A recently released research paper from the Becker-Friedman institute has challenged the consensus view that the new Child Tax Credit (CTC) program would have limited effects on employment. The authors — Kevin Corinth, Bruce D. Meyer, Matthew Stadnicki, and Derek Wu — use data from the Comprehensive Income Dataset. They find that the CTC expansion proposed by the Biden administration (and currently being debated for permanent renewal by Congress) would reduce total employment by 1.5 million and reduce poverty rates by 22 percent. This differs substantially from previous estimates, which have generally found limited effects on employment as well as larger effects on poverty reduction (usually around 40 percent).
This is a new working paper that has not been peer-reviewed. We expect other economists to question the validity of some of the papers’ assumptions (some have already begun to do so). The paper is complex and necessarily makes certain assumptions about how to model different decisions and which parameter estimates to use. While we expect that most of these decisions are reasonable, similarly reasonable modeling choices would likely yield very different estimates.
This is especially important because the significant effects the paper suggests are hard to reconcile with the observations of other countries that have created similar programs. In our previous white paper, we noted that there was no such decline in labor force participation after a similar program was introduced in Canada.
Nevertheless, it is worth taking the paper’s findings seriously as given.
A Refundable CTC Does Not Lead To An Entitlement Society
It’s first worth noting that this paper agrees with the previous literature in one crucial capacity. The paper estimates that relatively few parents (0.14 million) will leave the labor force because of the additional cash provided to parents by the expanded CTC (what economists call “the income effect”). Parents will not decide to stop working because the money provided by the CTC makes it possible for one or more parents to get by without a job. This should not be surprising: $300 a month per child is not nearly high enough to replace labor income.
If you, like Senator Manchin, are concerned that the CTC expansion will create an “entitlement society,” this paper should alleviate those concerns.
A Refundable CTC Takes the Government’s Thumb Off The Scale
Instead, the findings are driven by the “substitution effect.” The previous version of the Child Tax Credit “phased in” (such that only parents who were earning at least $24,000 a year would receive the full credit). This meant that the CTC previously operated as a subsidy for employment, effectively increasing the wages of someone who earned $24,000 to $26,000. Effectively, the government is choosing to supplement parents’ wages who decide to work rather than remain at home.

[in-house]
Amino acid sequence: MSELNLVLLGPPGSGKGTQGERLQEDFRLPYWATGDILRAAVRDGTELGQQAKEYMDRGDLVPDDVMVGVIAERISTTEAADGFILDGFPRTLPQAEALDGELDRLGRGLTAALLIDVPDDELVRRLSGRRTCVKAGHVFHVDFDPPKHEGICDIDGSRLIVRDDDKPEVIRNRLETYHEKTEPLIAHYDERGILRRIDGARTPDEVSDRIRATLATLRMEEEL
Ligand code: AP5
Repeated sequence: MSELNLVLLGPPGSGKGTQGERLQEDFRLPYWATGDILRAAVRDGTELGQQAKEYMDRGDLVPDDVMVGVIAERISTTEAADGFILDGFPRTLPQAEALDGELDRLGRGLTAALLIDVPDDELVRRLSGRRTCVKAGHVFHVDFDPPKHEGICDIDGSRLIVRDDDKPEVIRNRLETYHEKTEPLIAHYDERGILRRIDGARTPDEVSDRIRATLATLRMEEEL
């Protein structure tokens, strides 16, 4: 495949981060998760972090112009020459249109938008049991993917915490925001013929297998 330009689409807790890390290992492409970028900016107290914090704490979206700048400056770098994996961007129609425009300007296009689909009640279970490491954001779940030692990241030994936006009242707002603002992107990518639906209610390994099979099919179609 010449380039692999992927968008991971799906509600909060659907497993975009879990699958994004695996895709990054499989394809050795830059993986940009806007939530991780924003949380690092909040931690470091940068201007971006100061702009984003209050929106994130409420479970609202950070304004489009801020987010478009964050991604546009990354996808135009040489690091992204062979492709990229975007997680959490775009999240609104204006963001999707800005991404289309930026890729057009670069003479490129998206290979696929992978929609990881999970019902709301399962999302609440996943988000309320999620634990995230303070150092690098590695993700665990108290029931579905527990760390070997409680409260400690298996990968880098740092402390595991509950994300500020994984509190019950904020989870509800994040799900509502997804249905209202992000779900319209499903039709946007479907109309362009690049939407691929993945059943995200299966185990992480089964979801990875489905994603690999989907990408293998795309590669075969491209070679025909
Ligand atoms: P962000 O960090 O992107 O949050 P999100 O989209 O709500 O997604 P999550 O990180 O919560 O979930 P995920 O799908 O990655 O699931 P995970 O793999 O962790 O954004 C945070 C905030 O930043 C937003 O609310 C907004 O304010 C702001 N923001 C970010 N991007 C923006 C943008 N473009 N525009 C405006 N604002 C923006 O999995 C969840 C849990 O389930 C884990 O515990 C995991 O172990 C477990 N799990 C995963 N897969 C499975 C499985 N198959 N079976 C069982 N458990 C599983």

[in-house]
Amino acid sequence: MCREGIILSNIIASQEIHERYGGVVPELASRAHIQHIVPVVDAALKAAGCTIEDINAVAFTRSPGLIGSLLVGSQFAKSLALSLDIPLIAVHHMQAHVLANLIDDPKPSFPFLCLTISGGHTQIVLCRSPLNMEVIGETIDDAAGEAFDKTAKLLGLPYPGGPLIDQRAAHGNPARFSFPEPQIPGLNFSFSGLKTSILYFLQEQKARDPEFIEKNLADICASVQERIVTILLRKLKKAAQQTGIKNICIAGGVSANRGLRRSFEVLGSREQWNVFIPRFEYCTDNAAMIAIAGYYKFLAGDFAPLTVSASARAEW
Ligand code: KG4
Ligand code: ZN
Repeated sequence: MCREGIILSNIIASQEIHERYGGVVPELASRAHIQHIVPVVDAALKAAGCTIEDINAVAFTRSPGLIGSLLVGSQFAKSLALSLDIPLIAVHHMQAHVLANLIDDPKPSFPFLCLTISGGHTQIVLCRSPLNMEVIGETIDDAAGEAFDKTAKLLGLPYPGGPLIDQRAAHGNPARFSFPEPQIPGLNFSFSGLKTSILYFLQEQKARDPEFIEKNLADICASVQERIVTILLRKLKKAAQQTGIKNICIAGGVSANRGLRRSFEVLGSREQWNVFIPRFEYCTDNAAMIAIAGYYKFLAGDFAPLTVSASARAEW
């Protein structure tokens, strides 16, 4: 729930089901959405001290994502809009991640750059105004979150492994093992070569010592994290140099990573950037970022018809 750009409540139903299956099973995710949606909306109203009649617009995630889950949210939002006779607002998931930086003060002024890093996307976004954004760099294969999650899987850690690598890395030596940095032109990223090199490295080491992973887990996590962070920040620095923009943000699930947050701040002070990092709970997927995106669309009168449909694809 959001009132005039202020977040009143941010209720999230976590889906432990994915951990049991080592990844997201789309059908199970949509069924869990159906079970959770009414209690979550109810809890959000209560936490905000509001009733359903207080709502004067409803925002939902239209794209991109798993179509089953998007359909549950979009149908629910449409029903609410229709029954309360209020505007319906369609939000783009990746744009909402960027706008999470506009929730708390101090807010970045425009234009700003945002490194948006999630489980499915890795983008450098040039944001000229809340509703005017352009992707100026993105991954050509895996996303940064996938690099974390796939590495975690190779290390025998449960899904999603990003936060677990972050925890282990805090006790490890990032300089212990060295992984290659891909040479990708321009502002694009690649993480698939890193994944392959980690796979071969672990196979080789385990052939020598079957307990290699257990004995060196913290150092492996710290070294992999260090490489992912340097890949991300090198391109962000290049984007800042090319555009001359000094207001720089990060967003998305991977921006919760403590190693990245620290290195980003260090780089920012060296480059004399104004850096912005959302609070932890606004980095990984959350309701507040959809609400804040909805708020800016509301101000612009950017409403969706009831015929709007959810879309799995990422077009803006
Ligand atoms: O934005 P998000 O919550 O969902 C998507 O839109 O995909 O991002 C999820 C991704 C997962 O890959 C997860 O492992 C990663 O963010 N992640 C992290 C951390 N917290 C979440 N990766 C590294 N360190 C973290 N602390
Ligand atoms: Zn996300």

It’s worth asking whether this is the proper role for the government. While the government (or society more broadly) arguably does have an interest in helping people find work (and may choose to limit assistance for people who can work and choose not to), to claim that the government should specifically push parents into the workforce goes against many conservative principles. Some social conservatives, including Reihan Salam, Senate candidate Blake Masters, and Lyman Stone, have gone so far as to suggest that lower workforce participation by parents should be a policy objective. The Niskanen Center has previously argued that the government should largely be neutral in this decision, neither pushing parents into or away from the workforce. A fully refundable CTC achieves this goal, whereas the previous phase-in did not.
A Refundable CTC Lets Employers Phase-In
Finally, it’s worth noting that, if ending the phase-in of the CTC decreases the incentive to work provided by the federal government, there is a group that may be better suited to increasing that incentive: employers themselves.
The Becker-Friedman paper assumes that offered wages will not change in the presence of the fully refundable CTC. But if 1.5 million people are considering leaving the workforce, as the paper suggests, firms will, of course, consider how they can attract more job candidates. This may take the form of increased wages–effectively replacing the funding previously provided by the government. A result of these increased wages would be that many parents decide to keep working.
And certainly, employers may be able to come up with better solutions for attracting parents than money alone. If parents are considering leaving the workforce, businesses will look for new ways to attract them. Most obviously, this could include options such as more regular hours or limited hours that make it easier for parents to be home before and after school. That’s a pro-family policy we should all get behind.